Indicative summary of study recruitment, follow-up and reporting. Data represent study admission dates (filled bar),length of final patient follow-up (solid line) and publication date (diamond) for all studies, grouped by continent (represented by colour).

Overall mortality of covid-19 patients in intensive care units (ICU) has fallen from 59.5% at the end of March to 41.6% at the end of May, a drop of almost a third, researchers have said.

The team from England carried out a systematic review and meta-analysis of published studies from Asia, Europe, and North America, and found that while mortality appeared to have declined, it was still “almost twice that seen in ICU admissions with other viral pneumonias, at 22%.”

The paper, published in Anaesthesia, included 24 observational studies with 10 150 adult patients identified from centres across three continents. There were reports of patients from China (eight studies), the US (six studies), France (two studies), Canada, Denmark, the Netherlands, Hong Kong, Italy, Singapore, Spain, and the UK (one study each).

The review’s primary outcome of measure was death in ICU as a proportion of completed ICU admissions, either through discharge from the ICU or death. It did not include patients still alive on ICU. Recruitment in these 24 studies was from 16 December 2019 to 28 May 2020, and only seven studies reported outcome data for all patients. In the rest, the proportion of patients discharged from ICU at the point of reporting varied from 24.5% to 97.2%.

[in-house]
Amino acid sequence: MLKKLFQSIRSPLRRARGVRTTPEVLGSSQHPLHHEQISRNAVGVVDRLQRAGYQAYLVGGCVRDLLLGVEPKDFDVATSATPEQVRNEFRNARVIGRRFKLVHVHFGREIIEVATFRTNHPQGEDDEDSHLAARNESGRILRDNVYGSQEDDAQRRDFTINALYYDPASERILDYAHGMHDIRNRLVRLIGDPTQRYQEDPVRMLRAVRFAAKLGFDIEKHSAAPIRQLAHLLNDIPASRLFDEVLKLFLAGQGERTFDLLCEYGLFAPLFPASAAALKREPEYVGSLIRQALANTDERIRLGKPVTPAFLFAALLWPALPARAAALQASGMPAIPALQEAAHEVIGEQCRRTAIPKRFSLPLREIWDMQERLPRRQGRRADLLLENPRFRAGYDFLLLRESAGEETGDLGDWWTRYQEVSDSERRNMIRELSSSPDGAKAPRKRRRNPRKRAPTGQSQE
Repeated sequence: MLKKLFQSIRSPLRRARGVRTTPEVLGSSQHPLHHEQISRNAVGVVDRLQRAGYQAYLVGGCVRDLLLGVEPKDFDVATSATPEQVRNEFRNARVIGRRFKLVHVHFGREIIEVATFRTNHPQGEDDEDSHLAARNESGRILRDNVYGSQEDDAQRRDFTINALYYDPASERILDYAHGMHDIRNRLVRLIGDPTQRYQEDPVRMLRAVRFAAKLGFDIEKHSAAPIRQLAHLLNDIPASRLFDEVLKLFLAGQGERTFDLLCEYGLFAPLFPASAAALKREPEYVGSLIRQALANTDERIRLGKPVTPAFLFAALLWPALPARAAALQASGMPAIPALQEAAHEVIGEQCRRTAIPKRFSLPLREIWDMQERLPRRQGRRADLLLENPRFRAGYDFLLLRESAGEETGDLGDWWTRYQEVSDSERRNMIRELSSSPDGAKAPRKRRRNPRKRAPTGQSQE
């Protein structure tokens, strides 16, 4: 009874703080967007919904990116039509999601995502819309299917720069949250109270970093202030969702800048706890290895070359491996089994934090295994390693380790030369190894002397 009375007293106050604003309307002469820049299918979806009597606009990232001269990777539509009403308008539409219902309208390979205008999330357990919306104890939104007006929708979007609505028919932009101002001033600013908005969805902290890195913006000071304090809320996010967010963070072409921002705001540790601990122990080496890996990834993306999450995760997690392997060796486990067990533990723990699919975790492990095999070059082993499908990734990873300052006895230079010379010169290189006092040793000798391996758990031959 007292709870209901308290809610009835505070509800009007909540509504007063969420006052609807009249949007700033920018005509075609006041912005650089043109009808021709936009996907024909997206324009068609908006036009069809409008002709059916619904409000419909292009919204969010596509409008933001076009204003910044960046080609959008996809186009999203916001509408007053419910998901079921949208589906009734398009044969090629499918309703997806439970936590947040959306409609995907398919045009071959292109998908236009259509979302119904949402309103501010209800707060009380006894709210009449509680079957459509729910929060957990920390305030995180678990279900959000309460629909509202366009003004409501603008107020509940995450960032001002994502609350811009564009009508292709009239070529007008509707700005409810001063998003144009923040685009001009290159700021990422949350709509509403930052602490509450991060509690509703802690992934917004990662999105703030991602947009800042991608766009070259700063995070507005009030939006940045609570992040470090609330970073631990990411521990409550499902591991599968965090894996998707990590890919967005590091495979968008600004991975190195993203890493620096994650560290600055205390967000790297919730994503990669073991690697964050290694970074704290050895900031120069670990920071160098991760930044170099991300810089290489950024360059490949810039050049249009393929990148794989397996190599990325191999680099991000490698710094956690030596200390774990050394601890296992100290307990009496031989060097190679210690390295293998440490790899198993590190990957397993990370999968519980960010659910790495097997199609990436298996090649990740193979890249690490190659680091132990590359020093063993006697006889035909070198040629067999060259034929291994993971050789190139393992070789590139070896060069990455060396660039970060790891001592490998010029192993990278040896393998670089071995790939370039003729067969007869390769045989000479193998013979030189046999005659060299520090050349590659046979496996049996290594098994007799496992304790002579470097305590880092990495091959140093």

In patients with completed ICU admissions with covid-19 infection, combined ICU mortality was 41.6% (95% confidence interval, 34.0% to 49.7%) for January to May. This is a notable drop from the 59.45% mortality reported for January to March, the researchers said.

About the decreasing mortality, the authors said, “It may reflect the rapid learning that has taken place on a global scale because of the prompt publication of clinical reports early in the pandemic. It may also be that ICU admission criteria have changed over time, for example, with greater pressure on ICUs early in the pandemic surge.”

But the researchers also noted that long ICU stays take time to be reflected in the data. They said this was especially important with covid-19, as around 20% of UK ICU admissions lasted more than 28 days, and 9% lasted more than 42 days.

“The message, however, is that as the pandemic has progressed and all these factors combine, survival of patients admitted to ICU with covid-19 has significantly improved,” they said.

Mortality did not differ significantly across continents, which the researchers said demonstrated that during the period studied there was no specific effective therapy.

This was before the dexamethasone results from the RECOVERY trial—which found that a low dose of the steroid reduced deaths in patients hospitalised with covid-19 who need ventilation.

Share Button